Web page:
This is a great time for R-rated comedies. In the age of internet dominance and peak TV there’s more comedy talent than ever. These writers and performers get a unique place to shine in the most exaggerated and outrageous comedies on the big screen.
The R-rated comedy is special. It’s not just an excuse to be vulgar or outrageous. No, the great ones are vulgar and outrageous because they talk about things we often leave pent up. When these issues get out in the open, things get wild.
An image of the R-rated comedy as a sex romp lingers from the glut of silly 1980s filler. But great examples of the form aren’t here to show us sex. Instead they’re about sex – and relationships, and all the stuff we have to do in order to live with other people and find happiness. They’re about lives with all the nice filters stripped away.
Some eras are better for these movies than others. The ’70s were great, the ‘80s and ‘90s less so. Things kicked into gear in 1999, and R-rated comedies have grown ever since. Now we’re in a comedy boom, with several good choices every year. The first big new comedy of 2018 is GAME NIGHT, which opens on February 23. Let’s look back at the past decade or so of other great comedies.
Oops, this is from 2007, which breaks the “best movies of the past decade” rule, but why are you, the stickler for following the rules, reading a feature about R-rated comedies? RELAX. Television viewers knew the stars of Superbad from Arrested Development and Freaks and Geeks, but this movie, which was totally unafraid to show just how gnarly the sexual conversations between high school boys could get, was also unabashedly heartfelt. The combination, and the strange confidence of newcomer Christopher Mintz-Plasse, made Superbad a massive hit and a lasting favorite.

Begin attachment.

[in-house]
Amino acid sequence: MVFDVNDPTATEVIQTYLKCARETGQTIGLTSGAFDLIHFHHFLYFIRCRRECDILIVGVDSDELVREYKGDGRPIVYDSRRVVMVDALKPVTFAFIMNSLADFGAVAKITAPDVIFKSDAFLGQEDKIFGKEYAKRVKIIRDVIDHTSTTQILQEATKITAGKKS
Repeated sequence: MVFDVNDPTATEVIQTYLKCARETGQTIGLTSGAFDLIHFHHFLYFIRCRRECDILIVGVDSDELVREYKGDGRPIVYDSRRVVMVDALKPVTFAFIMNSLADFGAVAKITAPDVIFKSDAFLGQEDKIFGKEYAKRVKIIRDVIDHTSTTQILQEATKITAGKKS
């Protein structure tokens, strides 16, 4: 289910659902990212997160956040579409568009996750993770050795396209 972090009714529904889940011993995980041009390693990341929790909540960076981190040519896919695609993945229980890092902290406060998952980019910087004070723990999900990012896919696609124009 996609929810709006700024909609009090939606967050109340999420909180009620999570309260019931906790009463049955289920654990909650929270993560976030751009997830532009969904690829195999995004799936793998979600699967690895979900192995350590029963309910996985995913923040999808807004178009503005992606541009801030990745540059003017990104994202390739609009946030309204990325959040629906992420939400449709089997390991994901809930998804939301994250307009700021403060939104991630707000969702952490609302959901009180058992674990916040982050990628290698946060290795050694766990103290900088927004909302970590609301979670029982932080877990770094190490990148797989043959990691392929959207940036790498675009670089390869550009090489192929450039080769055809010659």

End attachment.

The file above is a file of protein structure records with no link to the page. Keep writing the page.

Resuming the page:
The “my large adult son” joke effectively started with director Adam McKay and co-stars Will Ferrell and John C. Reilly. (McKay and Ferrell also wrote the script.) The two comedy giants play adult men whose single parents marry one another, forcing the two willful, stubborn, and childish guys to deal with one another. We’re not surprised that they grow up in the process, or that it’s all hilarious to watch, but what is surprising is how perfectly-pitched the film is.
Kristen Wiig got her star turn in this 2011 comedy from Freaks and Geeks director Paul Feig, and she made the most of it. Wiig plays a single 30-something who, despite being wildly ill-equipped for the task, becomes the maid of honor to her best friend, played by Maya Rudolph. Wiig is brash and vulnerable in the lead, with a throw-caution-to-the-wind confidence that turns every situation into a pratfall waiting to happen. And while Melissa McCarthy already had major roles in three TV series under her belt, not to mention a host of film appearances, her role as a blunt and sexually aggressive member of the bridal party turned her into a comedy star.
21 JUMP STREET